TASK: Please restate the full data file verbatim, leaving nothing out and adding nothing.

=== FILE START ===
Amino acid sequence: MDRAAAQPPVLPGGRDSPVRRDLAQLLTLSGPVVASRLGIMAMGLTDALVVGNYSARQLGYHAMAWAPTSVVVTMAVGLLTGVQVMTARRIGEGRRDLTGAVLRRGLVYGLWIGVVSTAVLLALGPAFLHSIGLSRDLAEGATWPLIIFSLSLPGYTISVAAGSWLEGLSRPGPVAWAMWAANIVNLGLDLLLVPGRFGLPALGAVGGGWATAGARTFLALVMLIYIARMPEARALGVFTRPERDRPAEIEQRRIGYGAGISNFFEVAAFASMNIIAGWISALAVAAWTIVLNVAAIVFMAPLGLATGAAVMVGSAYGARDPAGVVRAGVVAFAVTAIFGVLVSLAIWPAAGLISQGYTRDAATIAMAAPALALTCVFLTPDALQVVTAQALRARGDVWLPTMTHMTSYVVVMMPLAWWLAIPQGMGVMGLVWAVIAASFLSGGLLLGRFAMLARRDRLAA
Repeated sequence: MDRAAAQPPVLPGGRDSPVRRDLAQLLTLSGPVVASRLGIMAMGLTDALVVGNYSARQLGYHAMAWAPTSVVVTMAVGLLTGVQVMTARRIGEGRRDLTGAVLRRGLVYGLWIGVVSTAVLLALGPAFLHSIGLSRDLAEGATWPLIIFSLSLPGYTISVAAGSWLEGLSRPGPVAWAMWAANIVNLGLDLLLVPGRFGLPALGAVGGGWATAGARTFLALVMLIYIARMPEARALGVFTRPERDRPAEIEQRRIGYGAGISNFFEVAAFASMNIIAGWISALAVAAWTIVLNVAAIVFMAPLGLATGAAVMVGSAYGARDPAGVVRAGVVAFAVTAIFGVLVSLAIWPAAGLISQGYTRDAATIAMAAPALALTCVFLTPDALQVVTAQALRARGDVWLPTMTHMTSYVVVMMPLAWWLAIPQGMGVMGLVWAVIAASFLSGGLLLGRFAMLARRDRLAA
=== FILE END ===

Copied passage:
Amino acid sequence: MDRAAAQPPVLPGGRDSPVRRDLAQLLTLSGPVVASRLGIMAMGLTDALVVGNYSARQLGYHAMAWAPTSVVVTMAVGLLTGVQVMTARRIGEGRRDLTGAVLRRGLVYGLWIGVVSTAVLLALGPAFLHSIGLSRDLAEGATWPLIIFSLSLPGYTISVAAGSWLEGLSRPGPVAWAMWAANIVNLGLDLLLVPGRFGLPALGAVGGGWATAGARTFLALVMLIYIARMPEARALGVFTRPERDRPAEIEQRRIGYGAGISNFFEVAAFASMNIIAGWISALAVAAWTIVLNVAAIVFMAPLGLATGAAVMVGSAYGARDPAGVVRAGVVAFAVTAIFGVLVSLAIWPAAGLISQGYTRDAATIAMAAPALALTCVFLTPDALQVVTAQALRARGDVWLPTMTHMTSYVVVMMPLAWWLAIPQGMGVMGLVWAVIAASFLSGGLLLGRFAMLARRDRLAA
Repeated sequence: MDRAAAQPPVLPGGRDSPVRRDLAQLLTLSGPVVASRLGIMAMGLTDALVVGNYSARQLGYHAMAWAPTSVVVTMAVGLLTGVQVMTARRIGEGRRDLTGAVLRRGLVYGLWIGVVSTAVLLALGPAFLHSIGLSRDLAEGATWPLIIFSLSLPGYTISVAAGSWLEGLSRPGPVAWAMWAANIVNLGLDLLLVPGRFGLPALGAVGGGWATAGARTFLALVMLIYIARMPEARALGVFTRPERDRPAEIEQRRIGYGAGISNFFEVAAFASMNIIAGWISALAVAAWTIVLNVAAIVFMAPLGLATGAAVMVGSAYGARDPAGVVRAGVVAFAVTAIFGVLVSLAIWPAAGLISQGYTRDAATIAMAAPALALTCVFLTPDALQVVTAQALRARGDVWLPTMTHMTSYVVVMMPLAWWLAIPQGMGVMGLVWAVIAASFLSGGLLLGRFAMLARRDRLAA